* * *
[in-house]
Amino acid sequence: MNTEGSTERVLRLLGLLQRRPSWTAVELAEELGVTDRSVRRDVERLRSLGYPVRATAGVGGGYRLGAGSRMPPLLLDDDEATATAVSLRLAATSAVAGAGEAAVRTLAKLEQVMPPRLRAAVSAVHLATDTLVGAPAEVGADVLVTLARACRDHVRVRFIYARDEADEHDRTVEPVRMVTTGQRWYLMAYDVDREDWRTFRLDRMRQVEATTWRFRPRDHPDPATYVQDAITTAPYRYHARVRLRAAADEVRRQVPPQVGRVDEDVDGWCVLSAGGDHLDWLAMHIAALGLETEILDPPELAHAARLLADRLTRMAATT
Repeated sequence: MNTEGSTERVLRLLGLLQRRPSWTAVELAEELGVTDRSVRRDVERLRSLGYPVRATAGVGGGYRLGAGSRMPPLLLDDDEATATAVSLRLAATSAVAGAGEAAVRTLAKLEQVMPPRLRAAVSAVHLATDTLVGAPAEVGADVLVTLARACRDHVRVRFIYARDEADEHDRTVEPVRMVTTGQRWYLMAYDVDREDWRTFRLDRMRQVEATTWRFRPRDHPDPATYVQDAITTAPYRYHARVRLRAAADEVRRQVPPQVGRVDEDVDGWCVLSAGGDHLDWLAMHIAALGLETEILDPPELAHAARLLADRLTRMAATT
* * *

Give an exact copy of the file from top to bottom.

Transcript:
[in-house]
Amino acid sequence: MNTEGSTERVLRLLGLLQRRPSWTAVELAEELGVTDRSVRRDVERLRSLGYPVRATAGVGGGYRLGAGSRMPPLLLDDDEATATAVSLRLAATSAVAGAGEAAVRTLAKLEQVMPPRLRAAVSAVHLATDTLVGAPAEVGADVLVTLARACRDHVRVRFIYARDEADEHDRTVEPVRMVTTGQRWYLMAYDVDREDWRTFRLDRMRQVEATTWRFRPRDHPDPATYVQDAITTAPYRYHARVRLRAAADEVRRQVPPQVGRVDEDVDGWCVLSAGGDHLDWLAMHIAALGLETEILDPPELAHAARLLADRLTRMAATT
Repeated sequence: MNTEGSTERVLRLLGLLQRRPSWTAVELAEELGVTDRSVRRDVERLRSLGYPVRATAGVGGGYRLGAGSRMPPLLLDDDEATATAVSLRLAATSAVAGAGEAAVRTLAKLEQVMPPRLRAAVSAVHLATDTLVGAPAEVGADVLVTLARACRDHVRVRFIYARDEADEHDRTVEPVRMVTTGQRWYLMAYDVDREDWRTFRLDRMRQVEATTWRFRPRDHPDPATYVQDAITTAPYRYHARVRLRAAADEVRRQVPPQVGRVDEDVDGWCVLSAGGDHLDWLAMHIAALGLETEILDPPELAHAARLLADRLTRMAATT